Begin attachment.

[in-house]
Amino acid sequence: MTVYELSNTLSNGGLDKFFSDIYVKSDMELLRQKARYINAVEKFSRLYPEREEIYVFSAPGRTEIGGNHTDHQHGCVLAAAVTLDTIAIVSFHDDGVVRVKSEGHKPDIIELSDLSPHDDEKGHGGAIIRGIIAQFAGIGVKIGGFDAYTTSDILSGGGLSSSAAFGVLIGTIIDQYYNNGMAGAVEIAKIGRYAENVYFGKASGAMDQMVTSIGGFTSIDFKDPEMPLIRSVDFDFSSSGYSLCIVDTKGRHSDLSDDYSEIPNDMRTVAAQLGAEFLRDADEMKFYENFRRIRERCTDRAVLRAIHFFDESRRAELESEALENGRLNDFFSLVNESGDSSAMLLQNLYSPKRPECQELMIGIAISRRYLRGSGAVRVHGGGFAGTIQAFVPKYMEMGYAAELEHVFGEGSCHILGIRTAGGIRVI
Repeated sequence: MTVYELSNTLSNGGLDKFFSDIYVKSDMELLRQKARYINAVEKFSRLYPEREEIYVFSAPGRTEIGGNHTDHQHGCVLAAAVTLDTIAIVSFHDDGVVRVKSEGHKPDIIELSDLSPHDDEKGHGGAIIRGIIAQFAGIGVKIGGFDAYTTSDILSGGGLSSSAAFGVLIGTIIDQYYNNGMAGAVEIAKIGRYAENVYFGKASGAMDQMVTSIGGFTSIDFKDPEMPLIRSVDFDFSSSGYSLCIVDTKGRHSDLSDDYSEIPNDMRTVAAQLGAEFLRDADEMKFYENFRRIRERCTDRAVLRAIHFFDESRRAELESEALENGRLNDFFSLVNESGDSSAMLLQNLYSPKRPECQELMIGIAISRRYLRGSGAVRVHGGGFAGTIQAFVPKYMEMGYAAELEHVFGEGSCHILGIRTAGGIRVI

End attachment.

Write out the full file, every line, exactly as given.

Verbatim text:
[in-house]
Amino acid sequence: MTVYELSNTLSNGGLDKFFSDIYVKSDMELLRQKARYINAVEKFSRLYPEREEIYVFSAPGRTEIGGNHTDHQHGCVLAAAVTLDTIAIVSFHDDGVVRVKSEGHKPDIIELSDLSPHDDEKGHGGAIIRGIIAQFAGIGVKIGGFDAYTTSDILSGGGLSSSAAFGVLIGTIIDQYYNNGMAGAVEIAKIGRYAENVYFGKASGAMDQMVTSIGGFTSIDFKDPEMPLIRSVDFDFSSSGYSLCIVDTKGRHSDLSDDYSEIPNDMRTVAAQLGAEFLRDADEMKFYENFRRIRERCTDRAVLRAIHFFDESRRAELESEALENGRLNDFFSLVNESGDSSAMLLQNLYSPKRPECQELMIGIAISRRYLRGSGAVRVHGGGFAGTIQAFVPKYMEMGYAAELEHVFGEGSCHILGIRTAGGIRVI
Repeated sequence: MTVYELSNTLSNGGLDKFFSDIYVKSDMELLRQKARYINAVEKFSRLYPEREEIYVFSAPGRTEIGGNHTDHQHGCVLAAAVTLDTIAIVSFHDDGVVRVKSEGHKPDIIELSDLSPHDDEKGHGGAIIRGIIAQFAGIGVKIGGFDAYTTSDILSGGGLSSSAAFGVLIGTIIDQYYNNGMAGAVEIAKIGRYAENVYFGKASGAMDQMVTSIGGFTSIDFKDPEMPLIRSVDFDFSSSGYSLCIVDTKGRHSDLSDDYSEIPNDMRTVAAQLGAEFLRDADEMKFYENFRRIRERCTDRAVLRAIHFFDESRRAELESEALENGRLNDFFSLVNESGDSSAMLLQNLYSPKRPECQELMIGIAISRRYLRGSGAVRVHGGGFAGTIQAFVPKYMEMGYAAELEHVFGEGSCHILGIRTAGGIRVI